[html4all] Accessible to whom (or to which groups) ?
ecrire at catherine-roy.net
Thu Oct 25 19:22:34 PDT 2007
> My belief is (and always has been) that
> is about making web content accessible to all, not
> to those with disabilities, and I'd be interested to
> hear the opinions of others on this (rather central,
> and almost certainly contentious) point.
Sorry I have been rather silent these last few weeks but I have had a lot on my plate lately. Anyway, I have written about this issue numerous times, whether on various mailing lists or on my blog, etc., and I never thought I would intervene on this subject again and actually, I had promised myself that I would not unless hell froze over. But well, it got kind of chilly here today at some point so I feel I should say something now, though I imagine that some of you already know what my position is on this matter.
I am sometimes amused and more often than not annoyed at what other people think (or at times even decide) what we, persons with disabilities, want or think or need. And this discussion, like many other similar ones before it, is a perfect example of that. And while I certainly do not claim to speak for all persons with disabilities (we are a very heterogeneous group after all), I think that, being who I am and doing what I do, I can probably offer a perspective that hopefully should count for something.
So to be perfectly unequivocal, while accessibility and universality (and its synonymous terms) are closely related concepts, they are not interchangeable and have specific definitions, goals and objectives. To sum it up:
Accessibility is related to how usable a resource is for persons with disabilities, regardless of the type of impairment or the means to overcome or compensate for that impairment.
Universal access (or universality, Web for all, etc.) is an ensemble of conditions that relate to availability, connectivity, interoperability, affordability, mobility, culture, accessibility, etc., (some will also add knowledge and training as well as gender issues and as society evolves, it is easy to predict that new considerations or interests are likely to be added to this list). So basically, as someone pointed out, accessibility is a part (I believe the term was “subset”) of a bigger picture.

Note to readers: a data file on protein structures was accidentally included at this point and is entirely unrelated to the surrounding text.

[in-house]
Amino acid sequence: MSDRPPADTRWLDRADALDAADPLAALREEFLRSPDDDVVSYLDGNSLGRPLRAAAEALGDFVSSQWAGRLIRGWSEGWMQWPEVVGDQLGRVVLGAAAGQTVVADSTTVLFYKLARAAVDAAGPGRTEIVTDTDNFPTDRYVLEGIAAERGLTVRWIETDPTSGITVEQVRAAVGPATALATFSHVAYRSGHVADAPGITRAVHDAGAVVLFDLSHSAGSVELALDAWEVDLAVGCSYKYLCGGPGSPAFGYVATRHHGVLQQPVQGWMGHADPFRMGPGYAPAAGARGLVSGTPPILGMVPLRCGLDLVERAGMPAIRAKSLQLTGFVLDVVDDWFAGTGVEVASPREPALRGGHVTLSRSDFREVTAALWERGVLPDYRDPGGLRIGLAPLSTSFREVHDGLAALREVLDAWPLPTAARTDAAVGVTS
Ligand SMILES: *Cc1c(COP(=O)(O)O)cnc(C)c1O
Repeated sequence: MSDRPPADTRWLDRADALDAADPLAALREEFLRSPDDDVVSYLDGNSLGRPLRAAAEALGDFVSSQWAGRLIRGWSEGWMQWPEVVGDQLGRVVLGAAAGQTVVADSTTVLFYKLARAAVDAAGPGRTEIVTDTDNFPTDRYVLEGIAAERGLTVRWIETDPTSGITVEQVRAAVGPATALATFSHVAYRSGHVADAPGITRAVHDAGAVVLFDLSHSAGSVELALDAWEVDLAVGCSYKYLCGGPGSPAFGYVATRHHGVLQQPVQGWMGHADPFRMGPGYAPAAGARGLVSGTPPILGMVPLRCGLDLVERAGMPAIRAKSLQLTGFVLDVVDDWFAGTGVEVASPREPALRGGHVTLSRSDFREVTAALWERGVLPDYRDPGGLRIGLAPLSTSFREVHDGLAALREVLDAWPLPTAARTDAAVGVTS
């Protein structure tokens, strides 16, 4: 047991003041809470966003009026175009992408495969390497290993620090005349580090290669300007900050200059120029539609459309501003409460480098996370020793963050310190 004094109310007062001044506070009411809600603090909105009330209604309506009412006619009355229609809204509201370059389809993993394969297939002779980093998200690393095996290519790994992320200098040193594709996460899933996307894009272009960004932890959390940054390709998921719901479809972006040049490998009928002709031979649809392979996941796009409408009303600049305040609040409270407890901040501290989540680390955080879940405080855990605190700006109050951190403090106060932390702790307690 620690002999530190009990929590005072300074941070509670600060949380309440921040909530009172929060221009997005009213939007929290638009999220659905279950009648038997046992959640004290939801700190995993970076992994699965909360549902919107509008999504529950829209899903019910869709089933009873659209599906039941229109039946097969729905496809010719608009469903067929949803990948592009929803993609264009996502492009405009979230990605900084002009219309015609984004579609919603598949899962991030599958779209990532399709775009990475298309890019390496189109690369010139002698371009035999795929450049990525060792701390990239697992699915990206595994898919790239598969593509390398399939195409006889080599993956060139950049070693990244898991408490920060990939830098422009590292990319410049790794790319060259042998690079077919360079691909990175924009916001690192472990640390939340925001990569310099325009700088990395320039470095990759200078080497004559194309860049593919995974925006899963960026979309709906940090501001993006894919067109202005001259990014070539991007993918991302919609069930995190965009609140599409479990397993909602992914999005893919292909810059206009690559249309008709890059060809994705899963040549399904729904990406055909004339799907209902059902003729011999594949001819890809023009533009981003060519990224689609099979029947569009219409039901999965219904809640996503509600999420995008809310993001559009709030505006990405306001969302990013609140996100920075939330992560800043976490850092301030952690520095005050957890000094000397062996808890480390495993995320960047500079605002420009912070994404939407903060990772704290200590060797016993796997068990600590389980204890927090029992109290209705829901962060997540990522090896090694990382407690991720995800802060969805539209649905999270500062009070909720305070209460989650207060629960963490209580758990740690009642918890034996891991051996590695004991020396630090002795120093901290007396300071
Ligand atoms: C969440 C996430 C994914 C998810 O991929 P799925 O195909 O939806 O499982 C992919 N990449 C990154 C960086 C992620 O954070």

And, notwithstanding certain inconsistencies that I suspect have more to do with the right hand not always knowing what the left hand is up to as well as certain individuals pushing their own agendas, this is generally what W3C and WAI, among others, have promoted over the years and whole programs, policies and legislations ensuring equal rights for persons with disabilities around the world have been built around this idea.
In the course of this discussion, some have alluded to the premise that by making accessibility about persons with disabilities, it amounts to special treatment and can lead to exclusion. I think that we need to see it as not “special” but as “different”. Yes I know, it may surprise some people or make them uncomfortable to contemplate it but as a person with disability, I can say, and have no problem saying it, that on certain levels, we are different, that in some areas we have different needs and that there are certain things that need to be done differently to accommodate those needs. Exclusion, as far as I am concerned, comes from not recognising and accepting those differences, rather than from deluding ourselves with the idea that we are all exactly the same. In an earlier discussion on this list, we talked about equivalence (which often relies on different ways of going about things to attain a common goal) sometimes being the road to equality (and therefore, hopefully, inclusion). To me, accessibility is in the same perspective.
Some argued their point, if I understood correctly, by offering the example that it would not be appropriate to talk about accessibility as making the Web accessible to certain ethnic or religious minorities. But you know what? I will not even get into that. Because personally, I would simply say that it is not a question of inappropriateness but of just being a very poor analogy.
So yes, while, as in other fields, accessibility can in some cases offer certain auxiliary benefits to other populations, blablabla, it most certainly, first and foremost, aims to accommodate persons with disabilities. Simply put, people without disabilities can generally live without it, whereas we generally can not. And I think that is where the importance resides.
I am very tired tonight, and generally tired of this discussion, so I hope I have not offended anyone with my directness (or bored anyone with this very long post). But I must say that I am dismayed with this thread, with the fact that we even need to bring it up here. Because while I am certainly not against the confrontation of different points of view, I was under the impression that we started this group because HTML5 was threatening the possibility for many persons with disabilities to access information on the Web by questioning or even scrapping certain accessibility features. That is why I am here. Not to re-debate something that many people in this field of activity will most likely and sadly never agree on but that many persons with disabilities do not question on a very visceral level because practically speaking, they can not afford to.
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